Anglais pour francophones

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Sarabi
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Postby Sarabi » 2003-08-23, 16:14

LOL... Yeah, I understand that.
English (native); français (semi-fluent); español (basic conversational, 3 years in school + completed Duolingo tree); română (studied for a year + Duolingo Level 7); italiano (beginner; Duolingo tree completed); Deutsch (Duolingo Level 11, but I have a poor grasp of this language)

Official Dabbling History: 1.5 semesters in college nihongo; 2 semesters in college Kiswahili; 3 college linguistics classes

degree in Quenya from University of Rivendell (j.k.)

Carollline

Re: English (pour les francophonies)

Postby Carollline » 2004-12-02, 8:48

Hi !

Is it too late to start english lessons ? :oops:

How can I participate ?

caro_line_g@yahoo.fr

fanouq

english for frenchies

Postby fanouq » 2004-12-02, 8:52

Hello
I'm french and I need to practice my english.
Mais je peux aussi correspondre en français sans problème et corriger les erreurs.
Cordialement à tous. :)

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Kubi
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Postby Kubi » 2004-12-02, 14:10

Queen Ehlana wrote:Well, I must admit that I have no clue what the hell this, "Washington University Hospital safety radiation badge reading history", means.

Well, I'd interpret it as the history of the reading of the safety radiation badge of the Washington University Hospital :)

Differently said, it's an overview of what the reading of that badge was during a certain time.
Je défendrai mes opinions jusqu'à ma mort, mais je donnerai ma vie pour que vous puissiez défendre les vôtres. - Voltaire

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JackFrost
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Postby JackFrost » 2004-12-02, 15:03

Kubi wrote:
Queen Ehlana wrote:Well, I must admit that I have no clue what the hell this, "Washington University Hospital safety radiation badge reading history", means.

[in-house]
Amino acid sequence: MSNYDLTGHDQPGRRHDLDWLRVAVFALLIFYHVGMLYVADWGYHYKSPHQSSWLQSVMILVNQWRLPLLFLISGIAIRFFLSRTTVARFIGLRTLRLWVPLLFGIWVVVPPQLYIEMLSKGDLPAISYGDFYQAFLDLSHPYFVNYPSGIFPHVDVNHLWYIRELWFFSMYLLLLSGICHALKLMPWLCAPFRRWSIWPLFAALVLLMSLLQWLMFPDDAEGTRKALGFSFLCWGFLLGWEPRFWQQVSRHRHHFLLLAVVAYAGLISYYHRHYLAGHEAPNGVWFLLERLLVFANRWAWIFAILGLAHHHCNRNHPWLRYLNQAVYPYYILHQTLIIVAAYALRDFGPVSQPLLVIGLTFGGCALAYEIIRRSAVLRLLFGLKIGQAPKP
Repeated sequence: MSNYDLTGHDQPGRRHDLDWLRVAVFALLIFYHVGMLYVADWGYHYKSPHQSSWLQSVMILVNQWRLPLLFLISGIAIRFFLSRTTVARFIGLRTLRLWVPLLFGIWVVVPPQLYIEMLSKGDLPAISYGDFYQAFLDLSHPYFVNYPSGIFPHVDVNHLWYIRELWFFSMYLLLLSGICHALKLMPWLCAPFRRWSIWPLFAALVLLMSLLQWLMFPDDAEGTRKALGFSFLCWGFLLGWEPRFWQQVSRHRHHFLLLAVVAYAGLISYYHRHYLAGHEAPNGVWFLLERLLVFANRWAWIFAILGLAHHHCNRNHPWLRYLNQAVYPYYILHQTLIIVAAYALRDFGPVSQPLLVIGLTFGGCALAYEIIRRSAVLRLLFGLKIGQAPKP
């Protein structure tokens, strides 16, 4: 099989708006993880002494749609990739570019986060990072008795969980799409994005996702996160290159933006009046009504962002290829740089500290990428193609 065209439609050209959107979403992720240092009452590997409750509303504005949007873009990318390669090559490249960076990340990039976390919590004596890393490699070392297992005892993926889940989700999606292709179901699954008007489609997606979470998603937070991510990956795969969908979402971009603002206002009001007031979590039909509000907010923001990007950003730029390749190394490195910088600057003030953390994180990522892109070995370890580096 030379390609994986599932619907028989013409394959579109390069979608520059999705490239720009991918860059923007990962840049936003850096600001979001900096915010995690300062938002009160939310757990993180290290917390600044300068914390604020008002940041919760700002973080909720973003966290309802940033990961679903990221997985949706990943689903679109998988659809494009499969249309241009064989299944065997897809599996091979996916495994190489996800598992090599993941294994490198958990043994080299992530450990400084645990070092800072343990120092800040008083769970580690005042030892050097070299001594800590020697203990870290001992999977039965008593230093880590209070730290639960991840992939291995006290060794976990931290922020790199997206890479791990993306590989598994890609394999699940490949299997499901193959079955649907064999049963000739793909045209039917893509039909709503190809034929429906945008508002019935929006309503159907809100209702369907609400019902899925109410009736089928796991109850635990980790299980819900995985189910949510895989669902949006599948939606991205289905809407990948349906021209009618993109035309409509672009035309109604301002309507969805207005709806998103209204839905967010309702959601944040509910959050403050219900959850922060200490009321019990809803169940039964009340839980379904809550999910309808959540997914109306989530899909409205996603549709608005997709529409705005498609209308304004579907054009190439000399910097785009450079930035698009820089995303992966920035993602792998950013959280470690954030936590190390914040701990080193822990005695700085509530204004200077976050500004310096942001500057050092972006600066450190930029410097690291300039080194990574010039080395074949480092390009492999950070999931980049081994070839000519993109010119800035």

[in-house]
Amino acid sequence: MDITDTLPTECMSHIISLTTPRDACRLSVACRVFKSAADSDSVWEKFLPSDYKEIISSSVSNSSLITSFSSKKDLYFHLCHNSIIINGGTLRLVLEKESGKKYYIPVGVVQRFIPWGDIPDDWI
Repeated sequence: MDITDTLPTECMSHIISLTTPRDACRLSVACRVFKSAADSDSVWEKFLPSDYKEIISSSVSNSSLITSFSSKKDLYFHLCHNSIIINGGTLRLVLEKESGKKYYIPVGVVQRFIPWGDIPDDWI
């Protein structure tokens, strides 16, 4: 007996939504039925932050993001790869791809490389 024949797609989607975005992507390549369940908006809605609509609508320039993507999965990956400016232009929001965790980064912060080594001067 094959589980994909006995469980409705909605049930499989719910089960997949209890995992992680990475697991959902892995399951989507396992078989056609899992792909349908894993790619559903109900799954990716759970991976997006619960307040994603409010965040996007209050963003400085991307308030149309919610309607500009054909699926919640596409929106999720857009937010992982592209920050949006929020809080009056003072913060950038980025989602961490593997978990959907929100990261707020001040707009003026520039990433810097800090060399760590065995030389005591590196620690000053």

Well, I'd interpret it as the history of the reading of the safety radiation badge of the Washington University Hospital :)

Differently said, it's an overview of what the reading of that badge was during a certain time.

Exactly. ;)
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Kazimer
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Radiation Badge

Postby Kazimer » 2004-12-31, 1:40

Hey
I would like to join this forum. English is my native tongue and I'm studying French in school.

A radiaton badge is basically a piece of film that changes color when exposed to too much radiation. So that the person wearing it usually a radiation tech doesn't get exposed to a lot radiation at one time. And the history is probably a log of the techs exposed to much to radiation.

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Kubi
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Postby Kubi » 2005-01-03, 12:06

Hi phreaker, welcome! Your interpretation matches mine. And I had this idea because I was already wearing such badges during my time at CERN, so I know how they work :wink:
Je défendrai mes opinions jusqu'à ma mort, mais je donnerai ma vie pour que vous puissiez défendre les vôtres. - Voltaire

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Dardallion
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Postby Dardallion » 2005-04-22, 11:33

I'm English, with a good knowledge of French, so I'll be happy to help out with any lessons here.

I just want to go back to the discussion on noun phrases. An important thing to note here is that if you divide a sentence into subject and predicate, then the subject is considered by formal logic to be a noun phrase.

For example:

The red book was on the big table.

The bold part is the subject, which is considered a noun phrase. Note also that although the whole underlined section is the predicate, the italic section is the object, and thus another noun phrase.
As you can see, noun phrases can include adjectives, articles and in some cases, any other parts of speech, but they are still noun phrases.

This can be easily seen if we draw a tree, like so:

The red book was on the big table
/\
/ \
/ \
/ \
/ \
/ \
/ \
/ \
(subject) (predicate)
The red book was on the big table
/\ /\
/ \ / \
/ \ / \
/ \ / \
/ \ / \
/ \ / \
/ \ / \
(noun phrase) (adjective) (verb phrase) (noun phrase)
The book red was on the table
/\ /\ /\